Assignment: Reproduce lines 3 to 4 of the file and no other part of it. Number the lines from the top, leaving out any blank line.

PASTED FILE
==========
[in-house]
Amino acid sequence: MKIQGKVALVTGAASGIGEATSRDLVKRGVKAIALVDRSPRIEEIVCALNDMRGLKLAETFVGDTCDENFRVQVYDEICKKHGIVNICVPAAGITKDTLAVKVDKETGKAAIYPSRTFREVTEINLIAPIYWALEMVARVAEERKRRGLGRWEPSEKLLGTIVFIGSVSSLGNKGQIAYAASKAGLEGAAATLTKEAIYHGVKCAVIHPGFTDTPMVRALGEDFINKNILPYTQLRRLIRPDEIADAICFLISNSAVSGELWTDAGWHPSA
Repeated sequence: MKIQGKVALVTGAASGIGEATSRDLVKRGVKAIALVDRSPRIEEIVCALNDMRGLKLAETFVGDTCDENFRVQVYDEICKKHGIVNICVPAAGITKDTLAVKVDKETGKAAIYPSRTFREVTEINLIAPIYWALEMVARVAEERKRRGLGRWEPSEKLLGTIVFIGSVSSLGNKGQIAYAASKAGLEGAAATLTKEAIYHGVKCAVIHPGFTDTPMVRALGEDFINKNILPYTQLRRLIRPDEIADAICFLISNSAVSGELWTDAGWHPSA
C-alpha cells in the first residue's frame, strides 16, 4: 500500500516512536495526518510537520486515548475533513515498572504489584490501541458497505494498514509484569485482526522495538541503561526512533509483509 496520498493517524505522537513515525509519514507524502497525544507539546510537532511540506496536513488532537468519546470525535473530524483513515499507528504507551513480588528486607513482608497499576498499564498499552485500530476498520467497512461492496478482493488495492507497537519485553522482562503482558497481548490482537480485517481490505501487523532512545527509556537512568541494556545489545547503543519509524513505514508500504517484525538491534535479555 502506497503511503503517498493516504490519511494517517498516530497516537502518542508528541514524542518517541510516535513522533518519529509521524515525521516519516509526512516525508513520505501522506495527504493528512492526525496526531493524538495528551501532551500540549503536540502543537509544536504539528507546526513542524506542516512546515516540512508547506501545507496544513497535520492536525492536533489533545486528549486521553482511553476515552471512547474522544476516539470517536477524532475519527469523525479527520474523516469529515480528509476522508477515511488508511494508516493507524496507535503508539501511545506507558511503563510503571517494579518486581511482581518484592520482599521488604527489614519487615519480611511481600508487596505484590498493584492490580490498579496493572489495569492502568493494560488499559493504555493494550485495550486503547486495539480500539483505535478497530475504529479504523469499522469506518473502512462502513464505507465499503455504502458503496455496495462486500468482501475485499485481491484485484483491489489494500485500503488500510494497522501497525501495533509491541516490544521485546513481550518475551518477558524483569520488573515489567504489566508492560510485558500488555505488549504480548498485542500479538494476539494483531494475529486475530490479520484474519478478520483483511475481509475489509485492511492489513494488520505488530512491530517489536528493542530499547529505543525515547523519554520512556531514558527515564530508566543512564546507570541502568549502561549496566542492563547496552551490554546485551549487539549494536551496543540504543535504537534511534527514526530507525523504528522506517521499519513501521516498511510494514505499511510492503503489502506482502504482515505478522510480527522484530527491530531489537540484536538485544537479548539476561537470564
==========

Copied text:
Repeated sequence: MKIQGKVALVTGAASGIGEATSRDLVKRGVKAIALVDRSPRIEEIVCALNDMRGLKLAETFVGDTCDENFRVQVYDEICKKHGIVNICVPAAGITKDTLAVKVDKETGKAAIYPSRTFREVTEINLIAPIYWALEMVARVAEERKRRGLGRWEPSEKLLGTIVFIGSVSSLGNKGQIAYAASKAGLEGAAATLTKEAIYHGVKCAVIHPGFTDTPMVRALGEDFINKNILPYTQLRRLIRPDEIADAICFLISNSAVSGELWTDAGWHPSA
C-alpha cells in the first residue's frame, strides 16, 4: 500500500516512536495526518510537520486515548475533513515498572504489584490501541458497505494498514509484569485482526522495538541503561526512533509483509 496520498493517524505522537513515525509519514507524502497525544507539546510537532511540506496536513488532537468519546470525535473530524483513515499507528504507551513480588528486607513482608497499576498499564498499552485500530476498520467497512461492496478482493488495492507497537519485553522482562503482558497481548490482537480485517481490505501487523532512545527509556537512568541494556545489545547503543519509524513505514508500504517484525538491534535479555 502506497503511503503517498493516504490519511494517517498516530497516537502518542508528541514524542518517541510516535513522533518519529509521524515525521516519516509526512516525508513520505501522506495527504493528512492526525496526531493524538495528551501532551500540549503536540502543537509544536504539528507546526513542524506542516512546515516540512508547506501545507496544513497535520492536525492536533489533545486528549486521553482511553476515552471512547474522544476516539470517536477524532475519527469523525479527520474523516469529515480528509476522508477515511488508511494508516493507524496507535503508539501511545506507558511503563510503571517494579518486581511482581518484592520482599521488604527489614519487615519480611511481600508487596505484590498493584492490580490498579496493572489495569492502568493494560488499559493504555493494550485495550486503547486495539480500539483505535478497530475504529479504523469499522469506518473502512462502513464505507465499503455504502458503496455496495462486500468482501475485499485481491484485484483491489489494500485500503488500510494497522501497525501495533509491541516490544521485546513481550518475551518477558524483569520488573515489567504489566508492560510485558500488555505488549504480548498485542500479538494476539494483531494475529486475530490479520484474519478478520483483511475481509475489509485492511492489513494488520505488530512491530517489536528493542530499547529505543525515547523519554520512556531514558527515564530508566543512564546507570541502568549502561549496566542492563547496552551490554546485551549487539549494536551496543540504543535504537534511534527514526530507525523504528522506517521499519513501521516498511510494514505499511510492503503489502506482502504482515505478522510480527522484530527491530531489537540484536538485544537479548539476561537470564